Thoughts on Side Projects and Family

If you don’t know John Saddington, entrepreneur, software engineer, indie developer, and family man, you need to stop right now and go read his blog. The whole thing. I’ll wait.

Ok, now that you’re back, 🙂 I hope you read his most recent post on this topic. I have a huge amount of respect for John. I was super excited that I was moving to Atlanta, knowing that he was in this great city. But shortly before I moved, he up and moved his own family (I don’t hold it against you, John). While I still hope that one day we can grab a beverage and chat, I continue to follow him digitally via his blog.

Family Matters

After reading his post on family and side projects, I thought about my own recent experiences with balancing my full time job developing websites and applications using WordPress, spending time with my wife and two girls, and working on my upcoming product, Mission Plannr, I figured I’d offer some feedback.

While I wholeheartedly agree with John’s sentiment of not being perfect and still trying to figure this thing out, I do think there are some good principles and practices that can be helpful.

Be there when it matters

There are key events in your family’s life that matter. Birthdays. School events. Anniversaries. Holidays. While this doesn’t mean you will or have to make every one, being there when it’s important not only makes your family happy, it builds trust and deepens the relationship. This isn’t just pertaining to side projects either. Sometimes you have to step away from full time work to put family first.

Be there everyday

While this isn’t for everyone or every situation, I make the effort to spend some sort of time with my kids and my wife everyday. Usually, this means pausing when they arrive home, eating dinner and helping get the kids washed up and put to bed. Then my wife and I spend a few minutes chatting about our days and the next few days. Then I usually return to working on side projects. While exceptions are made, this allows me to be present, be a parent, and be an influence on my children daily. A reminder that I love them, daily. The one time this doesn’t work physically is when I travel for work or to conferences. While I don’t do this too often, when I do I make sure to video chat at least once a day with all of them.

What about you? How do you handle family, work, side projects and all the other things that compose our lives? I’d love to hear your thoughts.


Should I?

My eldest had her third birthday this weekend. We had a very fun, present-filled celebration with family and even FaceTimed with those that couldn’t be there. It was a truly merry time. One of the things that I learning as a father is to enjoy those little moments as they fly by and are so easy to miss. But perhaps the hardest thing I’m having to learn as my children get older is that there are a myriad of really great opportunities out there for kids, parents and families.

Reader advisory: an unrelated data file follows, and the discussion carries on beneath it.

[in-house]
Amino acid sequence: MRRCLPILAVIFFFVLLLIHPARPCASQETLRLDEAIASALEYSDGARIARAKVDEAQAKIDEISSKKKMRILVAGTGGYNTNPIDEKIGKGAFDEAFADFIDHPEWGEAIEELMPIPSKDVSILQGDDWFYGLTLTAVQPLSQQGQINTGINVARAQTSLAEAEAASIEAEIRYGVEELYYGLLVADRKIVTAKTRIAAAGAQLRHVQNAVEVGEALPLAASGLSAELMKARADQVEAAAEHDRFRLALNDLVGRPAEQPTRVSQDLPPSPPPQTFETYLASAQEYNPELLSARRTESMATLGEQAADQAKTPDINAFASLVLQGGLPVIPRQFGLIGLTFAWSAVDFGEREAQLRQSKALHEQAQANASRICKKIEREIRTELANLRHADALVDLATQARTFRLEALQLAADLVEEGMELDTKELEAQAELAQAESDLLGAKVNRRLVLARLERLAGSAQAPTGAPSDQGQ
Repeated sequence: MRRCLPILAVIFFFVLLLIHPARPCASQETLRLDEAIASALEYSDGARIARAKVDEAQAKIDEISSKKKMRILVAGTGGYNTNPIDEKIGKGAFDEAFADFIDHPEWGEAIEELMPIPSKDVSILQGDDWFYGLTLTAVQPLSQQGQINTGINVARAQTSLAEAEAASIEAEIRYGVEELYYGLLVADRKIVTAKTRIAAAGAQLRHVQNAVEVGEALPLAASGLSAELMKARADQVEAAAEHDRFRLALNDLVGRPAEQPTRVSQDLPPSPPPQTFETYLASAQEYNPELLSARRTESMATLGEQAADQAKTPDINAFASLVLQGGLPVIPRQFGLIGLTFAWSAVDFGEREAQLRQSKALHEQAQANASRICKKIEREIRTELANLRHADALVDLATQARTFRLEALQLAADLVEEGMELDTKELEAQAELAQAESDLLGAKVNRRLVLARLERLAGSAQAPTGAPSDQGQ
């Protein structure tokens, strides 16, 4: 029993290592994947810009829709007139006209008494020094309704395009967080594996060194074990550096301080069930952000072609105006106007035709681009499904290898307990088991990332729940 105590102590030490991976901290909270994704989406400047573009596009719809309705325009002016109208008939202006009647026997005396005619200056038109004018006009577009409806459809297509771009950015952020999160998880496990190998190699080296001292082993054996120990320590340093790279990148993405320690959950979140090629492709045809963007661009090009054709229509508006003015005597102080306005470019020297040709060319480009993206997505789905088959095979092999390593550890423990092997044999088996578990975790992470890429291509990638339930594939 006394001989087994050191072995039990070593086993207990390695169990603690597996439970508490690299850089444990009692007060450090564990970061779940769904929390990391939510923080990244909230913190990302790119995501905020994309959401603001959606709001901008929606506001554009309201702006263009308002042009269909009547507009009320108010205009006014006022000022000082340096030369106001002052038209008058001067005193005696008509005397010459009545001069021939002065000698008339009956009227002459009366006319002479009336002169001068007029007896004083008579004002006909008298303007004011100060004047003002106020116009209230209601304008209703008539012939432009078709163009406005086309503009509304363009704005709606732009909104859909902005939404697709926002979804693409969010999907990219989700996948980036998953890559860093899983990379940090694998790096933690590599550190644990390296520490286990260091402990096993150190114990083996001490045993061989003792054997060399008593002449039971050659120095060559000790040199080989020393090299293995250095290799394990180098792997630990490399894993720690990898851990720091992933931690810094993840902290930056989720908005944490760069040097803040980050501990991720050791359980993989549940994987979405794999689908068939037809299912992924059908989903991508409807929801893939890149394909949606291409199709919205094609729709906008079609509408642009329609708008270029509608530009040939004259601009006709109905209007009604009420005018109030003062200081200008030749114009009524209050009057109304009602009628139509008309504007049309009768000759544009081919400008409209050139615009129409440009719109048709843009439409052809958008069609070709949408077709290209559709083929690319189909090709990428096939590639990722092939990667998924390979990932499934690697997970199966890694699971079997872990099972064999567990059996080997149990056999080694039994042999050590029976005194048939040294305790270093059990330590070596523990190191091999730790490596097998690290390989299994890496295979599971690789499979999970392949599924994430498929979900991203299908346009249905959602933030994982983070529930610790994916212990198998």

Options, Options, Options

Companies, organizations, and local governments are all learning that providing programs and events geared towards families actually brings both families and singles to their community. So we have options. Festivals, parties, Christmas light shows, and so much more.

Working from home this year I’ve made a priority of getting myself and my family out of the house to do things together. With this plethora of options available it’s been hard to not overcommit or simply be overwhelmed and do nothing. But neither of those is the right thing.

You see, my kids love to go do these events. They love meeting people, going places and doing anything fun. My wife loves taking them places. So do I. But going to as many as possible would stretch us too far both financially and physically. We focus on keeping our schedule free and clear most nights in order to facilitate rest and family growth. We don’t look down on those who fill their nights with activities, we have just chosen not to and it is what works for our family. But we also have decided to not just sit at home every night and be hermits. Children (and adults) learn so much from interacting with others their age and older. It’s important for growth and intellectual stimulation.

But recently, we’ve been asking not only just which activities we should attend, but why. We have all these options to choose from. But should we choose any of them? Is it wise? What does it gain? Would it be better to wait for another weekend to do something? It has helped us not race towards nowhere simply because we want to see forward motion.